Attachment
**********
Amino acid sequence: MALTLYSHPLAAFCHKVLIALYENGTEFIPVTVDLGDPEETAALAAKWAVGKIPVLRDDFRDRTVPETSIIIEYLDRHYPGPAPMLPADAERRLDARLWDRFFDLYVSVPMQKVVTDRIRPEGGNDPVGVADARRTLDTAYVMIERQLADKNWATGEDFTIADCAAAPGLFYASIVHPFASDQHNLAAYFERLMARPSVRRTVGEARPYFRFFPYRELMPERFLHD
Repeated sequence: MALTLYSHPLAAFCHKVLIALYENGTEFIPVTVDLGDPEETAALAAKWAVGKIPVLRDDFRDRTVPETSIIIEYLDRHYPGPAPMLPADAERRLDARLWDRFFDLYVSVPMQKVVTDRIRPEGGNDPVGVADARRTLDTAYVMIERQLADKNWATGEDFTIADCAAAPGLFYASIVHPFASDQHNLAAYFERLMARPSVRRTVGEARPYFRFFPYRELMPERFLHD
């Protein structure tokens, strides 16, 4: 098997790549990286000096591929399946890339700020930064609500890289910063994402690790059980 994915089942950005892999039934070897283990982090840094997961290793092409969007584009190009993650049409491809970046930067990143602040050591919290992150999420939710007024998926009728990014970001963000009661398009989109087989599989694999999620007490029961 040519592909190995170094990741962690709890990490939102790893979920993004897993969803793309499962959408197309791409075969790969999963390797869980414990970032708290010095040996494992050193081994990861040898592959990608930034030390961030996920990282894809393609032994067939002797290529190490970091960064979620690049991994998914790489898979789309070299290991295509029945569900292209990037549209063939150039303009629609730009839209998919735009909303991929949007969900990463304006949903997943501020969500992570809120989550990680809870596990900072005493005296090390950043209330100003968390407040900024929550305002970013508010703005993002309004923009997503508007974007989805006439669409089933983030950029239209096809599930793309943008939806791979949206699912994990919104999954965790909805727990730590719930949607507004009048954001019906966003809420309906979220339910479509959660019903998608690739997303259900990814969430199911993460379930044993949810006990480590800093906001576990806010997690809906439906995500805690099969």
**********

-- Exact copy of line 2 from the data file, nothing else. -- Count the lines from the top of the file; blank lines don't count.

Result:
Repeated sequence: MALTLYSHPLAAFCHKVLIALYENGTEFIPVTVDLGDPEETAALAAKWAVGKIPVLRDDFRDRTVPETSIIIEYLDRHYPGPAPMLPADAERRLDARLWDRFFDLYVSVPMQKVVTDRIRPEGGNDPVGVADARRTLDTAYVMIERQLADKNWATGEDFTIADCAAAPGLFYASIVHPFASDQHNLAAYFERLMARPSVRRTVGEARPYFRFFPYRELMPERFLHD